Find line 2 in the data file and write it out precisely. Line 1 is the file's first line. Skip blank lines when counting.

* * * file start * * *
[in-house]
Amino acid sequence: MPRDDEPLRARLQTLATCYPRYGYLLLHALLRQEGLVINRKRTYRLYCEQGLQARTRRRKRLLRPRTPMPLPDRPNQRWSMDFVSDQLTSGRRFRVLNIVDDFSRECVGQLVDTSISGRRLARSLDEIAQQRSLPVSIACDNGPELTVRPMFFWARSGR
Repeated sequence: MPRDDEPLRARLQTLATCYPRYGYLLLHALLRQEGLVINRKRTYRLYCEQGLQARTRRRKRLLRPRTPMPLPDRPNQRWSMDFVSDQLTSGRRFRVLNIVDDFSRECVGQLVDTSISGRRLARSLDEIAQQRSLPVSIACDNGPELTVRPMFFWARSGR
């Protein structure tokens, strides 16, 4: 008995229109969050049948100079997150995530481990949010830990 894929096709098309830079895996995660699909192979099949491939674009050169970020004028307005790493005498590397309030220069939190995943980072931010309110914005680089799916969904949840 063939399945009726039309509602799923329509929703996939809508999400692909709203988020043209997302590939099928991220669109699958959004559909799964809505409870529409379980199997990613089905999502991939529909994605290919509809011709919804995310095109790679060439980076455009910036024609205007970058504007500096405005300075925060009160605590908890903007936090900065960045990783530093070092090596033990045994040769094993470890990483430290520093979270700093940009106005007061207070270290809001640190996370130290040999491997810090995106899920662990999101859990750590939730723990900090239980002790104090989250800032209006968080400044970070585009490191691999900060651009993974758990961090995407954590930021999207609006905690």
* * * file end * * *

Amino acid sequence: MPRDDEPLRARLQTLATCYPRYGYLLLHALLRQEGLVINRKRTYRLYCEQGLQARTRRRKRLLRPRTPMPLPDRPNQRWSMDFVSDQLTSGRRFRVLNIVDDFSRECVGQLVDTSISGRRLARSLDEIAQQRSLPVSIACDNGPELTVRPMFFWARSGR